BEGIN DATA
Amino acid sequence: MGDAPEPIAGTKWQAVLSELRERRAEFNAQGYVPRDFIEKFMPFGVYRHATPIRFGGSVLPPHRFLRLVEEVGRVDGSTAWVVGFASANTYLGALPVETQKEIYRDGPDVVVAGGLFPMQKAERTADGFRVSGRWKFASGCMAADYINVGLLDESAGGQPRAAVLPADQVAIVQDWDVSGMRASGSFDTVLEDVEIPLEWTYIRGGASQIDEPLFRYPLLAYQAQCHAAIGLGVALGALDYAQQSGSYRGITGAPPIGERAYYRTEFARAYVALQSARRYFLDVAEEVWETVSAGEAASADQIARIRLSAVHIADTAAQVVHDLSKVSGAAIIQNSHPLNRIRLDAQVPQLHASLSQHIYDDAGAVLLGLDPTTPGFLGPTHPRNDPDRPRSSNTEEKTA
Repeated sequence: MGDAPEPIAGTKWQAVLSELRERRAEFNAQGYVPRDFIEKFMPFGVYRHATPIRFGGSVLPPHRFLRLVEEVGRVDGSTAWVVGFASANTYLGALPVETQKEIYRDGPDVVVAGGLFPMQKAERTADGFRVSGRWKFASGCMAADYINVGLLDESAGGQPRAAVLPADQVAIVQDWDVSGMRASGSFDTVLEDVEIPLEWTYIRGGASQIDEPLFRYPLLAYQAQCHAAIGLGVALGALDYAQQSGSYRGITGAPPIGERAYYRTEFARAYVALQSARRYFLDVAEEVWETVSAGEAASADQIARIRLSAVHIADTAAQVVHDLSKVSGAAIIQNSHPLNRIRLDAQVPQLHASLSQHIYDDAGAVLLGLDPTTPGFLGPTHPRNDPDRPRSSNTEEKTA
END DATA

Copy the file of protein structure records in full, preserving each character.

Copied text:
Amino acid sequence: MGDAPEPIAGTKWQAVLSELRERRAEFNAQGYVPRDFIEKFMPFGVYRHATPIRFGGSVLPPHRFLRLVEEVGRVDGSTAWVVGFASANTYLGALPVETQKEIYRDGPDVVVAGGLFPMQKAERTADGFRVSGRWKFASGCMAADYINVGLLDESAGGQPRAAVLPADQVAIVQDWDVSGMRASGSFDTVLEDVEIPLEWTYIRGGASQIDEPLFRYPLLAYQAQCHAAIGLGVALGALDYAQQSGSYRGITGAPPIGERAYYRTEFARAYVALQSARRYFLDVAEEVWETVSAGEAASADQIARIRLSAVHIADTAAQVVHDLSKVSGAAIIQNSHPLNRIRLDAQVPQLHASLSQHIYDDAGAVLLGLDPTTPGFLGPTHPRNDPDRPRSSNTEEKTA
Repeated sequence: MGDAPEPIAGTKWQAVLSELRERRAEFNAQGYVPRDFIEKFMPFGVYRHATPIRFGGSVLPPHRFLRLVEEVGRVDGSTAWVVGFASANTYLGALPVETQKEIYRDGPDVVVAGGLFPMQKAERTADGFRVSGRWKFASGCMAADYINVGLLDESAGGQPRAAVLPADQVAIVQDWDVSGMRASGSFDTVLEDVEIPLEWTYIRGGASQIDEPLFRYPLLAYQAQCHAAIGLGVALGALDYAQQSGSYRGITGAPPIGERAYYRTEFARAYVALQSARRYFLDVAEEVWETVSAGEAASADQIARIRLSAVHIADTAAQVVHDLSKVSGAAIIQNSHPLNRIRLDAQVPQLHASLSQHIYDDAGAVLLGLDPTTPGFLGPTHPRNDPDRPRSSNTEEKTA